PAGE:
United States District Court, D. Maryland
RICHARD D. BENNETT UNITED STATES DISTRICT JUDGE.
November 18, 2016, the Court received for filing the
above-captioned “Emergency Complaint” filed by
Anthony Kelly, an inmate housed at the North Branch
Correctional Institution (“NBCI”). Kelly filed
the Complaint pursuant to 42 U.S.C. § 1983 and Title II
of the Americans with Disabilities Act (“ADA”),
seeking damages, as well as declaratory and injunctive
relief. He asks that NBCI Case Management Specialist Jordan
Tichnell be compelled to provide him 120 copies of a
dispositive motion filed in this Court in his prior civil
rights litigation. Kelly claims that on October 30, 2016, he
left a copy work request in Tichnell's mailbox. He
contends that he requires the copies so that he can file a
certiorari petition to the United States Supreme Court from
the judgment of the Court of Appeals. ECF No. 1. Kelly's
Motion for Leave to Proceed In Forma Pauperis shall be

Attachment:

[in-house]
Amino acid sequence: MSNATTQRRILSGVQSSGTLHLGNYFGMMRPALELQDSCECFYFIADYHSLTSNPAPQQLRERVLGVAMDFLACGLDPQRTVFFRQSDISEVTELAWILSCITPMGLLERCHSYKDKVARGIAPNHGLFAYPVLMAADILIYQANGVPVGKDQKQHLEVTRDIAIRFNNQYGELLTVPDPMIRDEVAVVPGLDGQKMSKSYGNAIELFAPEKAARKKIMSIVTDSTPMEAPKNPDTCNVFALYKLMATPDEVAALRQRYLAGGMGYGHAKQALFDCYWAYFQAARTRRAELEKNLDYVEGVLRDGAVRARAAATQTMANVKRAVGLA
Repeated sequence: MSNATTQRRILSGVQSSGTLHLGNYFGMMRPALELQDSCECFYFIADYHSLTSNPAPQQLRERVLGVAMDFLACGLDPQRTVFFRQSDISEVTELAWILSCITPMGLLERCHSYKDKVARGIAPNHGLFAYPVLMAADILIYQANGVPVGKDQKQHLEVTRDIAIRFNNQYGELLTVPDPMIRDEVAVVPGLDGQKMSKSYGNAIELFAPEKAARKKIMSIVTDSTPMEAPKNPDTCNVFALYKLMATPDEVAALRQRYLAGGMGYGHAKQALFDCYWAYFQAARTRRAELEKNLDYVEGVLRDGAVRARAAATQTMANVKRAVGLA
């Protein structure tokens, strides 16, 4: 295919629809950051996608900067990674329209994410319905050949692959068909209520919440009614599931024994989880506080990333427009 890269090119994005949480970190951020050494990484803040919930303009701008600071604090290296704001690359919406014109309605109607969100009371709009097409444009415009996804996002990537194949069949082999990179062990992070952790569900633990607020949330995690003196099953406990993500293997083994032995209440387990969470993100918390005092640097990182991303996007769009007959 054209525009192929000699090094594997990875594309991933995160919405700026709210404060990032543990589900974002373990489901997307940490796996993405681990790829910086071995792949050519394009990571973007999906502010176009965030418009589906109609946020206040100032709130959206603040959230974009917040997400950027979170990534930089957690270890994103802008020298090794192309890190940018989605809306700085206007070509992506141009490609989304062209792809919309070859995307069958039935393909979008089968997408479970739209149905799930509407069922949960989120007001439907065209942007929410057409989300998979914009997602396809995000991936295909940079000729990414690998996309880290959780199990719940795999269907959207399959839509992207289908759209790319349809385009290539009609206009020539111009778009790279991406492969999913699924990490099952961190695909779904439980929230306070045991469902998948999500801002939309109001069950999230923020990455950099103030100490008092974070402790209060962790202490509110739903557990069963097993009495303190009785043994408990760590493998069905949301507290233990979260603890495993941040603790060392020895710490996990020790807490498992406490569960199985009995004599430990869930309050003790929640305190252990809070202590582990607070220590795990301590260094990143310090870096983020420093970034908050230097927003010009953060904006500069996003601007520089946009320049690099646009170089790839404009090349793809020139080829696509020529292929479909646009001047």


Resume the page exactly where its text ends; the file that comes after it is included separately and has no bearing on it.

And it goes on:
granted. His Complaint, however, shall be summarily
extent that Kelly's complaint for injunctive relief may
be construed as a civil rights action, filed pursuant to 42
U.S.C. § 1983, his complaint shall be dismissed.
Prisoners are entitled to ''a reasonably adequate
opportunity to present claimed violations of fundamental
constitutional rights to the courts.'' Bounds v.
Smith, 430 U.S. 817, 825 (1977); see also Hudspeth
v. Figgins, 584 F.2d 1345, 1347 (4th Cir.
1978). In 1996, the Supreme Court clarified the
Bounds decision by finding that a deprivation of an
inmate's right of access to the courts is actionable, but
only when the inmate is able to demonstrate actual injury
from such deprivation. See Lewis v. Casey, 518 U.S.
343, 349 (1996). According to the Lewis opinion, the
Constitution does not guarantee inmates the ability to
litigate every imaginable claim they can perceive, only that
they be given the tools necessary ''in order to
attack their sentences, directly or collaterally, and in
order to challenge the conditions of their
confinement.'' Id. at 355. Simply put, in
order to state a claim for denial of access to the courts, a
prisoner must provide some basis for his allegation that he
has been deprived of meaningful access to the courts.
White v. White, 886 F.2d 721, 723 (4th Cir. 1989).
addition, a plaintiff must show actual injury resulting from